Still not the worst thing that Tiger Woods has ever done

If you weren't around at the time, it's hard to describe exactly how big South Park was during its heyday. These days, with over 20 seasons under its belt, South Park is television's profane elder statesman. When it first came out, however, it was edgy, hip, and unfathomably popular. Sure, parents and teachers hated it, but that made kids love it even more, and it only took a couple of months before South Park was everywhere. It even popped up on Tiger Woods PGA Tour '99.

South Park wasn't supposed to be on Tiger Woods PGA Tour '99, of course. While South Park is super dirty, golf is not, and PGA Tour '99 shipped with an E for Everyone rating. Someone at Electronic Arts must've been a fan, though, because if you put the PlayStation disc in a PC CD-ROM drive, you'd find the proto-viral video that launched the whole franchise, "The Spirit of Christmas."

South Park weathered the storm just fine. Electronic Arts, on the other hand, wasn't so lucky. In order to keep the "objectionable" material out of the hands of kids who already knew how to watch it for free on the internet, EA recalled 100,000 copies of Tiger Woods PGA Tour '99, quite likely spending hundreds of thousands (if not millions) of dollars in the process. Whoops!

Stop, swop, and roll

Buckle up. This one gets complicated. In 1998, Rare and Nintendo released Banjo-Kazooie, a non-linear 3D platformer full of puzzles to solve, powers to acquire, and collectibles to round up. It's also home to one of gaming's biggest mysteries: the "Stop 'n' Swop," which Rare refused to talk about for close to a decade.

If you gather all of Banjo-Kazooie's collectibles and then beat the game, the ending sequence shows a couple of other treasures hidden in Banjo-Kazooie's sprawling levels. Spurred on by the tease and armed with cheat devices, hackers eventually determined you could get those items in-game if you had some secret codes. The items even activated a new option on the main menu, "Stop 'n' Swop," that didn't seem to do, well, anything.

It was a mystery, and for very good reason: originally, the Stop 'n' Swop items were supposed to be more than Easter eggs. They were supposed to tie Banjo-Kazooie to its sequel, Banjo-Tooie. See, using an exploit in the Nintendo 64, players were going to be able to trade items between the two games by physically swapping the cartridges. Unfortunately, in the time gap between Banjo and Kazooie's two adventures, Nintendo updated the N64 hardware. Originally, players had ten seconds to switch the games. On updated hardware, however that dropped to one. That simply wasn't enough time, and Rare had to scrap the Stop 'n' Swop entirely. Is it still an interesting story? Sure. Is it a great Easter egg? Eh, as it turns out, not so much.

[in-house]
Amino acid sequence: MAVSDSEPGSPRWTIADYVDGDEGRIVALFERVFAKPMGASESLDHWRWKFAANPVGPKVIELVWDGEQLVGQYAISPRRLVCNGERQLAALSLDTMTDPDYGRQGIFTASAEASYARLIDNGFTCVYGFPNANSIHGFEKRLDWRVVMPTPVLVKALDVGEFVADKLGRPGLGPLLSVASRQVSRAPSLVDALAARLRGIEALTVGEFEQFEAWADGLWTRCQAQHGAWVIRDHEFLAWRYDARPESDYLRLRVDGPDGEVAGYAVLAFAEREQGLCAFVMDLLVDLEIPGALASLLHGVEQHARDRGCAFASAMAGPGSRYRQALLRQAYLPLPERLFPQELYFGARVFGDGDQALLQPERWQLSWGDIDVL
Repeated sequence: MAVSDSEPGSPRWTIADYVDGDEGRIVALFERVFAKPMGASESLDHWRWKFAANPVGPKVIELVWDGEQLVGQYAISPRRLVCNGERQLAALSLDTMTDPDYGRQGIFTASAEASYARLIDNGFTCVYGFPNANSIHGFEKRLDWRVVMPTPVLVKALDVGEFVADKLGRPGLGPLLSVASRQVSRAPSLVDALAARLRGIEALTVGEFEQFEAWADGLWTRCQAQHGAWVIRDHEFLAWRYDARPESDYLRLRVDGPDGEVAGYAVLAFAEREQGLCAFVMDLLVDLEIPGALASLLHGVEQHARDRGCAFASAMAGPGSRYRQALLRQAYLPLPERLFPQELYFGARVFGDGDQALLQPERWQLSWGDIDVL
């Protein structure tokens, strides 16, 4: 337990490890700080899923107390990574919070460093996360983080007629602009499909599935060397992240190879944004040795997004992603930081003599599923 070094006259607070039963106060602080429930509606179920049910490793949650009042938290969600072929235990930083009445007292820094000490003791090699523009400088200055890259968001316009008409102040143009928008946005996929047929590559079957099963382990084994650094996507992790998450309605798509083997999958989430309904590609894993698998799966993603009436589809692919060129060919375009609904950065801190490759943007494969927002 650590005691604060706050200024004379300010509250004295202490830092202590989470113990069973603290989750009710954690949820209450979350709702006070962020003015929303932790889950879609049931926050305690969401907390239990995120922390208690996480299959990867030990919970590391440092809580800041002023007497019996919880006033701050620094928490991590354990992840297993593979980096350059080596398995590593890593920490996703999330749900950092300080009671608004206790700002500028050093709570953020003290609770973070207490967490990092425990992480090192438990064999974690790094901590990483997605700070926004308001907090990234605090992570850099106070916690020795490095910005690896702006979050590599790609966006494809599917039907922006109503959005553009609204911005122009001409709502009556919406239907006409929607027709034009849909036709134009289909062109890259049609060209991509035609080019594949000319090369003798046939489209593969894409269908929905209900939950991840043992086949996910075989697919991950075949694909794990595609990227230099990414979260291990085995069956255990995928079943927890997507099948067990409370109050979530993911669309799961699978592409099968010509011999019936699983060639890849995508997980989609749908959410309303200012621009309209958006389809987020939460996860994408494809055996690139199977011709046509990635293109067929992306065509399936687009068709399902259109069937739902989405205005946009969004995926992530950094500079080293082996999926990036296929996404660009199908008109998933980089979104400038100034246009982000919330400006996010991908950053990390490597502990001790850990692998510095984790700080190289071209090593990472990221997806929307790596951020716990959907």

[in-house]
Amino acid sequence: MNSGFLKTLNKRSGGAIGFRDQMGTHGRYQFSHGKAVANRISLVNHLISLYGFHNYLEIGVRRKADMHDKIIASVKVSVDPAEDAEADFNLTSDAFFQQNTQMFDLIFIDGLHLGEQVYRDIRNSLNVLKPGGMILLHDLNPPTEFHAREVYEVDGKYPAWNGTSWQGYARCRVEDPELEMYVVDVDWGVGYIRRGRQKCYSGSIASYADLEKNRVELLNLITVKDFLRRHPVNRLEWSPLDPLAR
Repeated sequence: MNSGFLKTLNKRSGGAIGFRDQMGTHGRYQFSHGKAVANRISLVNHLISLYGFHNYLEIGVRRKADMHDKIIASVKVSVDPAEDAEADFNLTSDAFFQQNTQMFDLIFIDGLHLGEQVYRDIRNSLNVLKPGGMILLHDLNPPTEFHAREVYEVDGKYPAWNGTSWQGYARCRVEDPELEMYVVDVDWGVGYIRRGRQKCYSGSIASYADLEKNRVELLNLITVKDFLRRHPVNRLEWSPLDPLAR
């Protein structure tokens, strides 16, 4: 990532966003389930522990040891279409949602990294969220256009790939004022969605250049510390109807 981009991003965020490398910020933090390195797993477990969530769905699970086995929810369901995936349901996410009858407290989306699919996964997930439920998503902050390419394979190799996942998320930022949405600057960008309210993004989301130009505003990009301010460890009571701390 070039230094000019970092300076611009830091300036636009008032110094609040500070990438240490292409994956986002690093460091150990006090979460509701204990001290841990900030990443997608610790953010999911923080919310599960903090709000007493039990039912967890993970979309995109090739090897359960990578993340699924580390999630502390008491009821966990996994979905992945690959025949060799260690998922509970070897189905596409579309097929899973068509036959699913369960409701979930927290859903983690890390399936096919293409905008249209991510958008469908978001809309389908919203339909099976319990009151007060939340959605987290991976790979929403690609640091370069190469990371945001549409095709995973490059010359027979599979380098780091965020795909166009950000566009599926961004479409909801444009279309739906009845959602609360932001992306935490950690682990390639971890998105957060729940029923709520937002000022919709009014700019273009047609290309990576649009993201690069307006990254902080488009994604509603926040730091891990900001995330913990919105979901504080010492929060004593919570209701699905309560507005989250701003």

Keyboard Cat plays Scribblenauts off

Who owns memes? It's a legitimate question. On one hand, a meme is, by definition, a shared object. It's only popular because the public shares it, remixes it, and makes it into a thing. On the other hand, someone had to make the meme in the first place, which means they've got a legitimate claim to the material — and, in some cases, they're happy to enforce it, too.

5th Cell, the studio that developed Scribblenauts, learned that the hard way. See, Scribblenauts' big gimmick is that it's in-game dictionary that lets players summon anything they can think of. That makes the game's puzzles incredibly open-ended, and it's a great way to hide a few Easter eggs in the game, too. Keyboard Cat's inclusion helped make the game a viral hit. Heck, the key-tickling feline even helped Scribblenauts get a nod in the grey lady herself, the New York Times.

Scribblenauts Unlimited, which released in 2012, followed suit by putting Nyan Cat in the game. Then, trouble started. While internet users made the two cats famous, Keyboard Cat and Nyan Cat are owned by Charles Schmidt and Christopher Torres, respectively. Neither of the men took kindly to seeing their creations used in the game, which was published by Warner Bros., without permission, and they sued. Warner Bros. settled out of court, Schmidt and Torres ended up getting paid for their efforts, and neither kitty was ever used in a Scribblenauts game again.

Not even the proportional strength of a spider can save this relationship

It's hard to make a marriage proposal truly unique. Popping the question on the local arena's jumbotron? Eh, it's been done. Dropping to one knee at someone else's wedding? Please, just don't. Hiding your proposal in one of the year's biggest video games? Now you're on to something.

At least, that's what Tyler Schultz thought when he reached out to Insomniac Games via Twitter and asked them if he could propose to his girlfriend, Madison, using Marvel's Spider-Man. Amazingly, Insomniac agreed. When the game came out, the phrase "Maddie, will you marry me?" appeared on the marquee at one of New York's movie theaters. However, between Schultz's May 2018 request and the game's September 2018 release date, things changed: Schultz and Maddie broke up, rendering the Spider-Man proposal the "saddest Easter egg" in video game history.

It gets worse. Oh boy, does it get worse. As the story went viral, Madison Gamble started to tell her side of the story, and it wasn't pretty. Schultz is prone to violent outbursts, Gamble says. Their relationship was more like that of a mother and a son than lovers. She didn't leave Schultz for his brother, like he claimed. She doesn't even like video games, really. Worst of all, though? Schultz's fellow gamers started harassing Gamble online, forcing her to flee social media.